Refrigerated shipping sparks new industry
The first shipment of frozen meat left Port Chalmers on the Dunedin, bound for Britain in February 1882. It sparked a major industry after its cargo of frozen mutton and lamb sold in London, within a fortnight of arrival, for more than twice the price it would have got in New Zealand. Exports of frozen meat grew rapidly – they tripled from 4,300 tons in 1883 to more than 12,000 tons in 1884.
For the next century most of New Zealand’s meat would be shipped as frozen carcasses to Britain. This was particularly the case during the two world wars, when deals were made to send all available meat there. However, by the 1950s most of New Zealand’s beef went to the United States.
The freezing for the first frozen meat shipment had been done on board ship, the Dunedin having been fitted with a Bell-Coleman freezing plant. When freezing works were built, the animals were killed and the carcasses gutted and frozen there.
Freezing works were New Zealand’s first large-scale industrial plants. They were often built near wharves – but where they were not, insulated railway carriages were developed to transport the frozen carcasses.
Freezing works employed many workers, both skilled and unskilled, and paid them comparatively high wages. In 1927 Gisborne Sheepfarmers Frozen Meat and Mercantile Company, with its large Kaiti works on the Gisborne waterfront, boasted that it was the largest employer of labour and largest distributor of wealth in Poverty Bay.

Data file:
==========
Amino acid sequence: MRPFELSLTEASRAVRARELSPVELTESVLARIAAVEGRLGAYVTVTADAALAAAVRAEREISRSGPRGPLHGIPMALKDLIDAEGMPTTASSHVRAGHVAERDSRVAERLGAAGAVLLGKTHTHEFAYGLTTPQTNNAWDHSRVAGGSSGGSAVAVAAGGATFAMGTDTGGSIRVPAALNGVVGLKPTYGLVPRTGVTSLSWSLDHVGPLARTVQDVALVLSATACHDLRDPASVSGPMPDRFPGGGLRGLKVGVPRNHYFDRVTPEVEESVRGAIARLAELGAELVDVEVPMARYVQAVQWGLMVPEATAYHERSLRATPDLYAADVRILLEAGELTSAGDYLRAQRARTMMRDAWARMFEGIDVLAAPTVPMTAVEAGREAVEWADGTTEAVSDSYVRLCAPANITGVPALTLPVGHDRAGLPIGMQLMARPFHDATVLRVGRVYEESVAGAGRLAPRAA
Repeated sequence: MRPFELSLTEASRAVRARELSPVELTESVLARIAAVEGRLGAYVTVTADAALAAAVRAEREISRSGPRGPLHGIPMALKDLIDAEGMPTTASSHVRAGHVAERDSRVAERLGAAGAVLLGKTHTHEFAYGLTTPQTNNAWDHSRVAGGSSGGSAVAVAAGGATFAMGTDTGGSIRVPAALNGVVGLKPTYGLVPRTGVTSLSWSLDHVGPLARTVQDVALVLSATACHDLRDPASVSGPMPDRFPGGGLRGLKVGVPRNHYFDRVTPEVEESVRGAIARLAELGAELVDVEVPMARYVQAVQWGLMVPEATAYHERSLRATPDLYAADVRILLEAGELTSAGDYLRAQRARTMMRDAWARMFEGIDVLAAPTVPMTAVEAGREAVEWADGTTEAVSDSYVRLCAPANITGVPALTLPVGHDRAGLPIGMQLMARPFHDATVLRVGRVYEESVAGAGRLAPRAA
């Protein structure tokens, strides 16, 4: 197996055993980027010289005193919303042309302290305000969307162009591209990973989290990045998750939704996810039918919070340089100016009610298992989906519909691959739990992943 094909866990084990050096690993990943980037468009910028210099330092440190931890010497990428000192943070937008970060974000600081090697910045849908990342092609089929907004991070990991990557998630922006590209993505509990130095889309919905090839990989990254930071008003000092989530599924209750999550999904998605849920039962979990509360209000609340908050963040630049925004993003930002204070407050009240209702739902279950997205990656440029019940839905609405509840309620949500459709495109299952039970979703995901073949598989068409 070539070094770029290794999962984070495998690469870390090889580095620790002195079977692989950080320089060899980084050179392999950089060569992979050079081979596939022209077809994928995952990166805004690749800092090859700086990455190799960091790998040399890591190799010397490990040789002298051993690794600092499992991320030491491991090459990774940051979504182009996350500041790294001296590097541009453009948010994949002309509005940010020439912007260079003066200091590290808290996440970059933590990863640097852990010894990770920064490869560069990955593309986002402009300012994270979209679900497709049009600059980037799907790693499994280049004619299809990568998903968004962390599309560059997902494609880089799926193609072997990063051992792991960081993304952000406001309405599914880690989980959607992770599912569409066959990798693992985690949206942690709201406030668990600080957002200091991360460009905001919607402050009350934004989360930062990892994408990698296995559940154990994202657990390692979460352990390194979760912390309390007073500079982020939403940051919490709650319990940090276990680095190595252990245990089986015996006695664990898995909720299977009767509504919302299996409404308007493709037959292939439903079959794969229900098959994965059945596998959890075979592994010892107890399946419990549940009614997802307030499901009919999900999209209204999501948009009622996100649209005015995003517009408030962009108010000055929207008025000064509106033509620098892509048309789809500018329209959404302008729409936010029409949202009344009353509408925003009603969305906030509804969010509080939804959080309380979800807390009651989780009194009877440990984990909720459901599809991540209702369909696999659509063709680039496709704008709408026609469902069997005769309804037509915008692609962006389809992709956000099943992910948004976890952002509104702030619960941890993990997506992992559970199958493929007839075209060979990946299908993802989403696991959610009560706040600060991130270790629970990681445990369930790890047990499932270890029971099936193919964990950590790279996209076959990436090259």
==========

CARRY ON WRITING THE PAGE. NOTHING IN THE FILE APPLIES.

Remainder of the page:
Nelson Brothers’ empire
William Nelson set up his Tōmoana operation in 1880 as a boiling-down works, producing tallow and canned meat. But he knew refrigeration was coming and made sure he could convert his operation once the freezing process was refined. Tōmoana quickly became a huge works and Nelson Brothers was the biggest company in the freezing industry’s first decade. They opened other works in Waipukurau, Gisborne, Woodville and Spring Creek. In 1920 the company was sold to British firm Vestey Group.
First freezing works
The first freezing works were built at Burnside, Dunedin, in 1882, shortly after the first frozen meat export. In 1883 the Gear Meat Preserving and Freezing Company began freezing operations in Wellington; the Canterbury Frozen Meat Company opened a works at Belfast; and William Nelson started freezing operations at Tōmoana in Hawke’s Bay. By 1892 there were 21 freezing works, 12 in the North Island and nine in the South.
Early works ownership
Some early freezing works were started by butchers, such as James Gear in Wellington and Richard Hellaby in Auckland. About a dozen of the freezing companies set up in the first two years of the industry were provincially based, as combinations of businesspeople, often including farmers, merchants, shippers, politicians and lawyers, pooled their resources to set up freezing works. They saw freezing works as a way of bringing wealth to their area as well as themselves. Farmers formed cooperatives to start freezing works – which meant they had control over the access to killing space for stock when they needed it.
Students and writers in the works
As the busiest part of the freezing works’ killing season coincided with university holidays, students could take jobs there, and the high wages could fund them through the academic year. Writers, including James K. Baxter and Ronald Hugh Morrieson, also took jobs in the works to be able to devote non-earning winters to writing.